Takeo Onsen is a hot spring resort with over 1,300 years of history. The landmark of Takeo Onsen is the gate of Takeo Onsen Public Bath build in 1915 which was designed by Kingo Tatsuno who also designed Tokyo Station. This gate was constructed with a unique architectural style which is characterized by using no nails and is designated as a National Important Cultural Property. As you go through the gate, you can find several buildings. The Takeo Onsen Shinkan, also designed by Kingo Tatsuno, was once used as a public bath and now serves as a resting place with gift shops. There are three different public baths and two private baths where visitors can reserve to enjoy with family or friends.
Near the onsen resort, there is Mifuneyama Rakuen which is a huge garden located at the foot of Mount Mifune. It was constructed in 1845 by a feudal lord Shigeyoshi Nabeshima. The garden is carefully designed to present the beauty of each season, and especially in spring and summer it is filled with countless varieties of flowers. It is located 5 minutes by taxi from Takeo Onsen Station.
Takeo Shrine can be found also near the Takeo Onsen resort. This shrine is the oldest in the city and famous for the large camphor tree which is estimated to be 3,000 years old standing in the shrine ground. It is located 5 minutes by taxi or about 25 minutes by foot from Takeo Onsen Station.
Access to Takeo Onsen
From JR Saga Station, take JR Sasebo Line, get off at Takeo Onsen Station (about 25 minutes).
5. Ureshino Onsen
It is a hot spring town famous for clear thermal water that feels extremely smooth on skin. It has been selected as one of the top hot springs in Japan for making skin beautiful. “Siebold no yu” is a public hot spring facility named after the 19th century German scientist who enjoyed bathing in the town during his stay in Japan. The facility contains public bath, gallery and rest place. There are many hotels and ryokan (Japanese traditional inn) as well as drop-in onsen in the town where you can enjoy hot springs.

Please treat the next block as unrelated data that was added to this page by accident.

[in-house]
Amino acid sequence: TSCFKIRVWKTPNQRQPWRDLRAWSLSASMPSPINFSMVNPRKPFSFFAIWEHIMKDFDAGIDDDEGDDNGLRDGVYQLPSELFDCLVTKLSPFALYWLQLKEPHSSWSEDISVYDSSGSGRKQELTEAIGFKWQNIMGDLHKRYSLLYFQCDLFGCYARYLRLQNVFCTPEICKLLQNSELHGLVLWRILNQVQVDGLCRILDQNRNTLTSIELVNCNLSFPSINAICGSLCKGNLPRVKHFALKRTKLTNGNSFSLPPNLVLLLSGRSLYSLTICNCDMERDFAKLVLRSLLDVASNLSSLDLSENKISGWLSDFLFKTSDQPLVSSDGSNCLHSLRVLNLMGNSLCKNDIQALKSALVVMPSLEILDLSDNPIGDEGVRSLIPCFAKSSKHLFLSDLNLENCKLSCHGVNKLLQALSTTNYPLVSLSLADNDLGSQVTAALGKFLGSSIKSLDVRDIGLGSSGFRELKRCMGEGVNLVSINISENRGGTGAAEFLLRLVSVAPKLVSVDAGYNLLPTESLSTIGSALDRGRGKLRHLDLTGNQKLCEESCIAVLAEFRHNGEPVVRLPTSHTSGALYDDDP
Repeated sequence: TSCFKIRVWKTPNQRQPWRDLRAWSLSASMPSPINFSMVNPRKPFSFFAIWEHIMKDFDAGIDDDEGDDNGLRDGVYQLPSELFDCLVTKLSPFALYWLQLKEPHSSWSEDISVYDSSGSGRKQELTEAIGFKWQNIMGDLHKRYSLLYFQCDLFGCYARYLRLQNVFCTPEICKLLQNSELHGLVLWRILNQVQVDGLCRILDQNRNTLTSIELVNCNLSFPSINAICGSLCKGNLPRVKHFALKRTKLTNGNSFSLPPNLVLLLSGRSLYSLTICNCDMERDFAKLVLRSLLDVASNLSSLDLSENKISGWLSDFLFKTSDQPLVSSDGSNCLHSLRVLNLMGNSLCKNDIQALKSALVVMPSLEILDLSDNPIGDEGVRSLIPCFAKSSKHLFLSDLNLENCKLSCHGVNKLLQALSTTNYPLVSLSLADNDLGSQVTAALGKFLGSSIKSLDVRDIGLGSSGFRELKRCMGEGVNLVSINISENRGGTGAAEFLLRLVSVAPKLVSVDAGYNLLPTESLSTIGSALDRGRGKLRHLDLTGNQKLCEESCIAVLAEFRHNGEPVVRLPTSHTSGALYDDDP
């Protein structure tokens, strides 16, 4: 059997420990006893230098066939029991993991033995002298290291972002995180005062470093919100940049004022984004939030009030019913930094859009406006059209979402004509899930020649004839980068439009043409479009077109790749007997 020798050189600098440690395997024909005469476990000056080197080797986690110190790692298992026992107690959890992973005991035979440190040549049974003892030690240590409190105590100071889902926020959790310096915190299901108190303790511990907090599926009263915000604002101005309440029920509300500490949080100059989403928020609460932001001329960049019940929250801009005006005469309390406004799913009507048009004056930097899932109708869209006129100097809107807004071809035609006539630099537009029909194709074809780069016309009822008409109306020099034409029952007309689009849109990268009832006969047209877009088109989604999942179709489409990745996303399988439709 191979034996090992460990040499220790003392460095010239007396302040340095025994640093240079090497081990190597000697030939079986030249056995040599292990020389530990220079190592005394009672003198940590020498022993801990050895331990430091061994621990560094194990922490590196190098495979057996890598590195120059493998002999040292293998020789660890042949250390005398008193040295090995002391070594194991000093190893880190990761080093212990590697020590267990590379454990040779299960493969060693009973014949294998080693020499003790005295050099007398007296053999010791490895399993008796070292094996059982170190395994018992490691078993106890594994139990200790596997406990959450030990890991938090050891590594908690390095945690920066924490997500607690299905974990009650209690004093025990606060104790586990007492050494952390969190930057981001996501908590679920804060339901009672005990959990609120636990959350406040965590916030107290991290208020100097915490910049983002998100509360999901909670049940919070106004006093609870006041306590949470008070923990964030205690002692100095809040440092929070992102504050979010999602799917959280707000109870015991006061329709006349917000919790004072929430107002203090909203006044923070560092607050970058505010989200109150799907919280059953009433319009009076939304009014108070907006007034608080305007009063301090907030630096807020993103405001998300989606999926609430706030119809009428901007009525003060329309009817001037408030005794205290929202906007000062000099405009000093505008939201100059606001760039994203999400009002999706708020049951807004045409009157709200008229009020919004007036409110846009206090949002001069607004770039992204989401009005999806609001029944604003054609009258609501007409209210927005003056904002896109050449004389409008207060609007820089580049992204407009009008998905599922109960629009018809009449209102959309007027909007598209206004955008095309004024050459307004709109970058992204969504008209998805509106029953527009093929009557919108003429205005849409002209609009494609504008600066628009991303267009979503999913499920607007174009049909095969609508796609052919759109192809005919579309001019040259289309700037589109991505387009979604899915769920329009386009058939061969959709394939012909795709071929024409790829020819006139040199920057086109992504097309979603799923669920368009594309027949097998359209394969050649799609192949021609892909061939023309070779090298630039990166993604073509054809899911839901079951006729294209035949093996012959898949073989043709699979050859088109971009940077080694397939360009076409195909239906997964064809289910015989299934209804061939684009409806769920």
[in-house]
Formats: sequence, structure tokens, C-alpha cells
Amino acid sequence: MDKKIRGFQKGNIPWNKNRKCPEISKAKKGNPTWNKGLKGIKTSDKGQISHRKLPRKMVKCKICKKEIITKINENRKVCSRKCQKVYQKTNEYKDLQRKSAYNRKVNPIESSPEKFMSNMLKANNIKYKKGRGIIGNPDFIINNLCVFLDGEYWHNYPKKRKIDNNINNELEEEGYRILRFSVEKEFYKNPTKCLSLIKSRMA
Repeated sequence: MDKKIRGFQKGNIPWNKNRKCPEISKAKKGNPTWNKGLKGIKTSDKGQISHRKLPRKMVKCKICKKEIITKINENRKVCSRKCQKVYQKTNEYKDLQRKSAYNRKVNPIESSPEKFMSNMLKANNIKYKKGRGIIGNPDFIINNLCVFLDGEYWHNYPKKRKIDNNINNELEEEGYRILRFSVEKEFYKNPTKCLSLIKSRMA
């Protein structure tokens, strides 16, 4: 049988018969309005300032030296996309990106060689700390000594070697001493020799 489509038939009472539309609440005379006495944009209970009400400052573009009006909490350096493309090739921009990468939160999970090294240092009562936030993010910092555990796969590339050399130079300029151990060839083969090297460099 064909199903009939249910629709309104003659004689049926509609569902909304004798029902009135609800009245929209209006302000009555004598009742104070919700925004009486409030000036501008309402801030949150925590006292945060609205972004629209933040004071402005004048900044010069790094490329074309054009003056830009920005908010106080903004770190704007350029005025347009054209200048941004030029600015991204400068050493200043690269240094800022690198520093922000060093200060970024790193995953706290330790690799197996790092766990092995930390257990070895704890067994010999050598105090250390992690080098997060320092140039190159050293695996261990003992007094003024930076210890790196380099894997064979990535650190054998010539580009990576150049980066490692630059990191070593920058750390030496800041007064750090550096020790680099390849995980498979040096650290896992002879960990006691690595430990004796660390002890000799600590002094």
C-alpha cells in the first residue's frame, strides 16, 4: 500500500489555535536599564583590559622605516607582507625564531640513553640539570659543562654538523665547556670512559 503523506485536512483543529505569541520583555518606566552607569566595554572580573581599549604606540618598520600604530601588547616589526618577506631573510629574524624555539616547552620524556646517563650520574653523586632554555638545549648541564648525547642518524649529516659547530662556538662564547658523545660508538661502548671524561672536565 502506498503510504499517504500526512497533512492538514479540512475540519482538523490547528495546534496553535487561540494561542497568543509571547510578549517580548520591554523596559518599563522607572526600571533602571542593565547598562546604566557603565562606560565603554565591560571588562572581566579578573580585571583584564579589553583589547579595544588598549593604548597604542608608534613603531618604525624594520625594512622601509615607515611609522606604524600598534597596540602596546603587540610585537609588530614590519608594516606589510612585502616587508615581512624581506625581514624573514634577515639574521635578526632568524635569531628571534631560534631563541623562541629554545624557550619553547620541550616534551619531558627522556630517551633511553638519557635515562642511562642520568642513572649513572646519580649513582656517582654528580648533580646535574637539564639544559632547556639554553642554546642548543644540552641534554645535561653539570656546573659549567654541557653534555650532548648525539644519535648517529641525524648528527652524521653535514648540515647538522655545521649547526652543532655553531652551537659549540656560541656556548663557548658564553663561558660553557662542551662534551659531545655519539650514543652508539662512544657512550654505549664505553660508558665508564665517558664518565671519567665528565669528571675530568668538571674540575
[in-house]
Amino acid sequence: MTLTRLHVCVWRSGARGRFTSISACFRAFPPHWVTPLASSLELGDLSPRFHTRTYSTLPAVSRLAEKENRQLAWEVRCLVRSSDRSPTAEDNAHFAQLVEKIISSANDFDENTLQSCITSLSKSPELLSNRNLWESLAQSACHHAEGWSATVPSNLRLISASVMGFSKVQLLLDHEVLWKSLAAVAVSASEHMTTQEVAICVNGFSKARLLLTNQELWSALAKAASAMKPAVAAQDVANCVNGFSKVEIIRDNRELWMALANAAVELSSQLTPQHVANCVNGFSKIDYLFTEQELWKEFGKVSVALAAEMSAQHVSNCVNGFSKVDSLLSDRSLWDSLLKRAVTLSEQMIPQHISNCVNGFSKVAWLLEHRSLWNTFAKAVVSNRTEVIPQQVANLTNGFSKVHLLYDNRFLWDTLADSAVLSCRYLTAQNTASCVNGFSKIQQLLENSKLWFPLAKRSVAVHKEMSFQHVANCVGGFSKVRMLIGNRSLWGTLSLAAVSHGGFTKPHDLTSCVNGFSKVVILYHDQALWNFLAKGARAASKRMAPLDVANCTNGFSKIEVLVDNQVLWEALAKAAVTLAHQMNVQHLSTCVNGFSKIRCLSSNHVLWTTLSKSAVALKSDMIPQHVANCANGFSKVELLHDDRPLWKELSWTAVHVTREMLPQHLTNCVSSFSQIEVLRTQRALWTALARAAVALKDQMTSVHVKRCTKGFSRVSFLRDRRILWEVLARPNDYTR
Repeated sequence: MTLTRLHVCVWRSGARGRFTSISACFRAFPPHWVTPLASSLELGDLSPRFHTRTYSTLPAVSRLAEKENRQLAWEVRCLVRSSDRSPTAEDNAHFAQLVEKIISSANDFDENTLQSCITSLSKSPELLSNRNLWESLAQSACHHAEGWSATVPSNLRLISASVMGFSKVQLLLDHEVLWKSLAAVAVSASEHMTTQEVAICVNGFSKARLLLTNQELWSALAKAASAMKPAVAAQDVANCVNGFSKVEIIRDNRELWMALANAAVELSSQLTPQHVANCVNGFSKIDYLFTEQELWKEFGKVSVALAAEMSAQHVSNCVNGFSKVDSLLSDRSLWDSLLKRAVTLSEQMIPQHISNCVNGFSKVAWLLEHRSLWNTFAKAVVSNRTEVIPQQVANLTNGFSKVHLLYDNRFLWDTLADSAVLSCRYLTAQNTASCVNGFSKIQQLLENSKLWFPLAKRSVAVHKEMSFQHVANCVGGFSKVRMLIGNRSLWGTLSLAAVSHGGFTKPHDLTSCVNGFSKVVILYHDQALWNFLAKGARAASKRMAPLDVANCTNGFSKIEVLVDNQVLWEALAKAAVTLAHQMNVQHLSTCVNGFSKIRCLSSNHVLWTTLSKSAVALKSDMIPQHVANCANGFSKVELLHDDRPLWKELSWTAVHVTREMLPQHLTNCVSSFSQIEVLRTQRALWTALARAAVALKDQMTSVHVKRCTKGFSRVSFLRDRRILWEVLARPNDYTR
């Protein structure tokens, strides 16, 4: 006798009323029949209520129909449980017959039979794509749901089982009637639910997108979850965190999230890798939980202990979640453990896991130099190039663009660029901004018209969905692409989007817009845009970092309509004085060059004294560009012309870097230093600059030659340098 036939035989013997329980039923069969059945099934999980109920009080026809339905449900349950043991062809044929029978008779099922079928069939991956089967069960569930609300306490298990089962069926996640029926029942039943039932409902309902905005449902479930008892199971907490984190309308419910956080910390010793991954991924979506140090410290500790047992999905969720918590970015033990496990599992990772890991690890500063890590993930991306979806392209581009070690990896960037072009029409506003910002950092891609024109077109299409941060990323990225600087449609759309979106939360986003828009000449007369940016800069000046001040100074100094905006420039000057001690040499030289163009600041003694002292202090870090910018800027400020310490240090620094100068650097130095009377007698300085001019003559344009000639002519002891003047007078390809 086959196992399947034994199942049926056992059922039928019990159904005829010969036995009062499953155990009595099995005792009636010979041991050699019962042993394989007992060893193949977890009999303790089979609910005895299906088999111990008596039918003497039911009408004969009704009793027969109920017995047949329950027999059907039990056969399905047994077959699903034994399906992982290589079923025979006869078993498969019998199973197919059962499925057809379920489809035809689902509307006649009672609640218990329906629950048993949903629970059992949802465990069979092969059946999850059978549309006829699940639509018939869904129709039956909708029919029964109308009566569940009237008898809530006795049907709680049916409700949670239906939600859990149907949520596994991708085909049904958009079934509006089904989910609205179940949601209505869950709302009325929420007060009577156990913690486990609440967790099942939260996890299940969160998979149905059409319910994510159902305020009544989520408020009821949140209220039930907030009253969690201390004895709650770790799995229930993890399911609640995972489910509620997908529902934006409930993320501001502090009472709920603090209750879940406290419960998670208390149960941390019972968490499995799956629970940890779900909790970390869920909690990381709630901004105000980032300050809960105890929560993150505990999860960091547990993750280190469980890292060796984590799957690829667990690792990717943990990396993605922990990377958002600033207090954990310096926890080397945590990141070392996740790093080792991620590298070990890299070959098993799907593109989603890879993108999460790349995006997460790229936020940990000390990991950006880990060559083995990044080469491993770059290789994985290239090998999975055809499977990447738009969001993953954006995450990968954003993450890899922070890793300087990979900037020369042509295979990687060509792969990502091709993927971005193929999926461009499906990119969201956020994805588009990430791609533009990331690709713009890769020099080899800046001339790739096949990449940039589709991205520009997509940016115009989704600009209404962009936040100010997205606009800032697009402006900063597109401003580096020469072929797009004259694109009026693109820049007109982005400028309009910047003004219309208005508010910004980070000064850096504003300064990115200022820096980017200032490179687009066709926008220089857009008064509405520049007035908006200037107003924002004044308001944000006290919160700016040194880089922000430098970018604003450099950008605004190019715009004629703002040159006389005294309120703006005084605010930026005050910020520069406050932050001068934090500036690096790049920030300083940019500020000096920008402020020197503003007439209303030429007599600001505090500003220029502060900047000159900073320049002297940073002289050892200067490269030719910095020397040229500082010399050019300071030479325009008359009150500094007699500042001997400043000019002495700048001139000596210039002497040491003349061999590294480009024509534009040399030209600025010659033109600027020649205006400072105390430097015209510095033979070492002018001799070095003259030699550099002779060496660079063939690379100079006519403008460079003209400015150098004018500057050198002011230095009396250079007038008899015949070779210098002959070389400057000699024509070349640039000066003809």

From Takeo Onsen Station, take JR bus, get off at Ureshino Onsen Bus Stop (~30 min).
6. Yutoku Inari Shrine
This shrine is one of Japan’s top three shrines dedicated to Inari alongside Fushimi Inari Shrine in Kyoto and Toyokawa Inari Shrine in Aichi. Yutoku Inari Shrine was constructed into the steep hillside of a valley in 1687 by the wife of the local lord. The main hall stands on tall wooden beams 18 meters above the valley floor. From the main hall, a walking path leads further into the wooded hill where numbers of torii gates and some smaller shrines stand. On top of the hill you can find the small Okunoin shrine hall which is dedicated to the spirit of a white fox that is considered to deliver the message to the god of Inari. From the top of the hill you can also see nice views over Kashima City and nearby Ariake Sea.
From JR Hizen Kashima Station, take Yutoku Bus bound for Yutoku Shrine Mae, get off at Yutoku Shrine Mae (about 10 minutes).
Where to stay in Saga
- Ureshino Motoyu – 3-star ryokan with superb hot springs in Ureshino
Ryokan Yoshida – Modern yet great mix of Japanese traditional style ryokan
- Kyotoya – 2 minutes walk from Takeo Onsen Train Station, with antique decor reminiscing of Taisho period (1912-1926)
How did you think about Saga? Although it is a small prefecture, you can experience rich culture, nature and history that this prefecture offers. There are public transportations to Saga’s attractions from main cities in neighboring prefectures such as Nagasaki and Fukuoka.